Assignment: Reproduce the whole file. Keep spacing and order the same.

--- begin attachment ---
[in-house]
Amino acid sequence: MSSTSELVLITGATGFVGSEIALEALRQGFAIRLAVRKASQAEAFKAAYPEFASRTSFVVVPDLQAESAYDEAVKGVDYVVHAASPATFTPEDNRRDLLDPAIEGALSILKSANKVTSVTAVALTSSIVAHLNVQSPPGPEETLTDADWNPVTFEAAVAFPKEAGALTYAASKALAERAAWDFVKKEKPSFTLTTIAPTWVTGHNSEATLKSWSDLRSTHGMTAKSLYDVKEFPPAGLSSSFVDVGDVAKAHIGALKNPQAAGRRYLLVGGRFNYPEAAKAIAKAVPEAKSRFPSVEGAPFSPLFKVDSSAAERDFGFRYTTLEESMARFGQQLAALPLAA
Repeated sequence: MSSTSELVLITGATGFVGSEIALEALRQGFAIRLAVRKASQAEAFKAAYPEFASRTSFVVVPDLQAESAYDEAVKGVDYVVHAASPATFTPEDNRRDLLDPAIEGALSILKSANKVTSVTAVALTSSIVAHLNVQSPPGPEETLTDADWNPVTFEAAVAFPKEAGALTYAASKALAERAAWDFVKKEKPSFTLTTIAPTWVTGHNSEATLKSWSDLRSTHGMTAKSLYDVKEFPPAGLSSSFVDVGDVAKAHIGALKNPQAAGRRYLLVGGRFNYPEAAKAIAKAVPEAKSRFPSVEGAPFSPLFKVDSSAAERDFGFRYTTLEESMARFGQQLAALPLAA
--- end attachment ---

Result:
[in-house]
Amino acid sequence: MSSTSELVLITGATGFVGSEIALEALRQGFAIRLAVRKASQAEAFKAAYPEFASRTSFVVVPDLQAESAYDEAVKGVDYVVHAASPATFTPEDNRRDLLDPAIEGALSILKSANKVTSVTAVALTSSIVAHLNVQSPPGPEETLTDADWNPVTFEAAVAFPKEAGALTYAASKALAERAAWDFVKKEKPSFTLTTIAPTWVTGHNSEATLKSWSDLRSTHGMTAKSLYDVKEFPPAGLSSSFVDVGDVAKAHIGALKNPQAAGRRYLLVGGRFNYPEAAKAIAKAVPEAKSRFPSVEGAPFSPLFKVDSSAAERDFGFRYTTLEESMARFGQQLAALPLAA
Repeated sequence: MSSTSELVLITGATGFVGSEIALEALRQGFAIRLAVRKASQAEAFKAAYPEFASRTSFVVVPDLQAESAYDEAVKGVDYVVHAASPATFTPEDNRRDLLDPAIEGALSILKSANKVTSVTAVALTSSIVAHLNVQSPPGPEETLTDADWNPVTFEAAVAFPKEAGALTYAASKALAERAAWDFVKKEKPSFTLTTIAPTWVTGHNSEATLKSWSDLRSTHGMTAKSLYDVKEFPPAGLSSSFVDVGDVAKAHIGALKNPQAAGRRYLLVGGRFNYPEAAKAIAKAVPEAKSRFPSVEGAPFSPLFKVDSSAAERDFGFRYTTLEESMARFGQQLAALPLAA